Strong bursts of energy that repeat like a heartbeat are detected billions of light-years from Earth
A mysterious object billions of light-years from Earth is shooting out strong bursts of energy in a pattern that is similar to a heartbeat.
A team of Astronomers, led by the Massachusetts Institute of Technology (MIT), picked up what is formally known as fast radio bursts (FRB), which are intense radio waves that typically last for a few milliseconds.
The newly detected FRB, however, persists for up to three seconds – about 1,000 times longer than the average.
The signal, labeled FRB 20191221A, is currently the longest-lasting FRB, with the clearest periodic pattern, detected to date.
Although the researchers are unsure about the source, they suspect the signal stems from a a radio pulsar or a magnetar, both of which are types of neutron stars — extremely dense, rapidly spinning collapsed cores of giant stars.
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The discovery of FRB 20191221A was made by the Canadian Hydrogen Intensity Mapping Experiment (CHIME) telescope (pictured). This FRB persists for up to three seconds – about 1,000 times longer than the average
The first FRB was detected in 2007, sparking a hunt to find the source and hopefully uncover secrets about the space between galaxies by studying the signal’s path.
Daniele Michilli, a postdoc in MIT’s Kavli Institute for Astrophysics and Space Research, said in a statement: ‘There are not many things in the universe that emit strictly periodic signals.
‘Examples that we know of in our own galaxy are radio pulsars and magnetars, which rotate and produce a beamed emission similar to a lighthouse.
‘And we think this new signal could be a magnetar or pulsar on steroids.’
The signal, labeled FRB 20191221A, is currently the longest-lasting FRB, with the clearest periodic pattern, detected to date (stock photo)
Fast radio bursts – described as ‘brief and mysterious beacons’ – have been spotted in various and distant parts of the universe, as well as in our own galaxy.
Their origins are unknown, and their appearance is unpredictable.
The discovery of FRB 20191221A was made by the Canadian Hydrogen Intensity Mapping Experiment (CHIME) telescope.
CHIME (Canadian Hydrogen Intensity Mapping Experiment), situated in British Columbia, Canada, has four 328-foot-long U-shaped cylinders, allowing it to detect signals from when the universe was between six and 11 billion years old.
And this telescope has nearly quadrupled the number of fast radio bursts discovered to date.
The pattern of FRB 20191221A’s radio bursts was found to have similarities with emissions from radio pulsars and magnetars in our own galaxy.
Radio pulsars are neutron stars that emit beams of radio waves, appearing to pulse as the star rotates, while a similar emission is produced by magnetars due to their extreme magnetic fields.
The main difference between the new signal and radio emissions from our own galactic pulsars and magnetars is that FRB 20191221A appears to be more than a million times brighter.
Michilli said the bright flashes could come from a distant radio pulsar or magnetar that is normally less bright as it rotates and for some unknown reason ejected a train of brilliant bursts, ‘in a rare three-second window that CHIME was luckily positioned to catch,’ he continued.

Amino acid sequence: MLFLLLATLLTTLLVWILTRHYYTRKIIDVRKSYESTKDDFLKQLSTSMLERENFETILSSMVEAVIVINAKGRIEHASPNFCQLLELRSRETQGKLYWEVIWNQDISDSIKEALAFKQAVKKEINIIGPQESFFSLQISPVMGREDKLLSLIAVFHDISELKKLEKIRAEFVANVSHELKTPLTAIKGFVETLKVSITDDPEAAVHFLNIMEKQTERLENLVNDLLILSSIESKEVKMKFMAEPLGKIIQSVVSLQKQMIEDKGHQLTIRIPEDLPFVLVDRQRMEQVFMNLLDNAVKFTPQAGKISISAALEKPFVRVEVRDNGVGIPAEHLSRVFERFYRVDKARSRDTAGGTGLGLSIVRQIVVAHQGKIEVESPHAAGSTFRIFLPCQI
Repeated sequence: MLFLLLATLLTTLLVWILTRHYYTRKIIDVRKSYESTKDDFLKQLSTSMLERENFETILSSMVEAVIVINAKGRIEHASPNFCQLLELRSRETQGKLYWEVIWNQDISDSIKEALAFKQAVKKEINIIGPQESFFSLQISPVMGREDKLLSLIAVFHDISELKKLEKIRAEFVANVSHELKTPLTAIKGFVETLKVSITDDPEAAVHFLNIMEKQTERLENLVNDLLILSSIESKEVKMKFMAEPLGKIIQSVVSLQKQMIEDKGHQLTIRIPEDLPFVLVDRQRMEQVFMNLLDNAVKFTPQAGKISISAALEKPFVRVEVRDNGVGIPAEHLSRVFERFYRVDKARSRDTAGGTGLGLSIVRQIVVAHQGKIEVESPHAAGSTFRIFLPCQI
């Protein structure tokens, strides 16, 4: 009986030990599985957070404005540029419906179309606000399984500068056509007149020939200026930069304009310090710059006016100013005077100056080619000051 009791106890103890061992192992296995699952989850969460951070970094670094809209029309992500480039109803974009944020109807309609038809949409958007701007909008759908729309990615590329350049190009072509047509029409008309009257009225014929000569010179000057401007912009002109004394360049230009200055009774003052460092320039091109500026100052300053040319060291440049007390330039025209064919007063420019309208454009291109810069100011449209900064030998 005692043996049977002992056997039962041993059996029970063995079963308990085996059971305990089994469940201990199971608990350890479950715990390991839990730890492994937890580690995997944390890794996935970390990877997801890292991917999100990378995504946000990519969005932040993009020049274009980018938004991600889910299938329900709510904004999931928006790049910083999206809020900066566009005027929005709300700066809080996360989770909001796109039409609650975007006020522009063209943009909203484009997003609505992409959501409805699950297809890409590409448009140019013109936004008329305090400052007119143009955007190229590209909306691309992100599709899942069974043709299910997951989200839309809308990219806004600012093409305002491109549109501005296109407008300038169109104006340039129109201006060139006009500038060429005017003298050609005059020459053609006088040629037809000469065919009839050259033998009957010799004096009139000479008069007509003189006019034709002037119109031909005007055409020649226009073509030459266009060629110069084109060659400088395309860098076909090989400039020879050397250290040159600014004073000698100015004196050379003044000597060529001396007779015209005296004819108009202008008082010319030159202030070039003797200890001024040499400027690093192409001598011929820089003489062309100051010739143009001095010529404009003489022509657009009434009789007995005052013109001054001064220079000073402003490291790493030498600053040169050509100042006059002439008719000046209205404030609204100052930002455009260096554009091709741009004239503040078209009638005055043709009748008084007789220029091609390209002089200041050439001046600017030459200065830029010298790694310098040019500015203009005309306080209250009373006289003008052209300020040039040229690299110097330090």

‘CHIME has now detected many FRBs with different properties,’ Michilli said.
‘We’ve seen some that live inside clouds that are very turbulent, while others look like they’re in clean environments.
‘From the properties of this new signal, we can say that around this source, there’s a cloud of plasma that must be extremely turbulent.’
The astronomers hope to catch additional bursts from the periodic FRB 20191221A, which can help to narrow down the signa’s source and learn more about neutron stars.
‘This detection raises the question of what could cause this extreme signal that we’ve never seen before, and how can we use this signal to study the universe,’ Michilli said.
‘Future telescopes promise to discover thousands of FRBs a month, and at that point we may find many more of these periodic signals.’
WHAT IS THE CHIME TELESCOPE?
Image provided by the Canadian Hydrogen Intensity Mapping Experiment collaboration shows the CHIME radio telescope
The Canadian Hydrogen Intensity Mapping Experiment (Chime) is a radio telescope in Canada.
£12.2 million ($16 million) in funding, CHIME sits in the mountains of British Columbia’s Okanagan Valley at the NRC’s Dominion Radio Astrophysical Observatory near Penticton.
It contains four 100-meter-long (328 foot) U-shaped cylinders, allowing it to detect signals from when the universe was between 6 and 11 billion years old.
With its U-shaped cylinders made of metal mesh, the experts have compared it to the half-pipes used by snowboarders and skateboarders.
CHIME is a stationary array, with no moving parts. The telescope receives radio signals each day from half of the sky as the Earth rotates.
While most radio astronomy is done by swivelling a large dish to focus light from different parts of the sky, CHIME stares, motionless, at the sky.
It focuses incoming signals using a correlator – a powerful digital signalling processor that can work through huge amounts of data, at a rate of about 7 terabits per second, equivalent to a few per cent of the world’s internet traffic.
‘Digital signal processing is what makes CHIME able to reconstruct and “look” in thousands of directions simultaneously,’ said Kiyoshi Masui, assistant professor of physics at MIT.
‘That’s what helps us detect FRBs a thousand times more often than a traditional telescope.’
Its unique design, coupled with advanced computing power, will serve as a ‘time machine’ to peer deep into the history of the universe.
CHIME collects radio waves with wavelengths between 37 and 75 centimeters.
Most of these signals come from the Milky Way, but, some began their journey billions of years ago.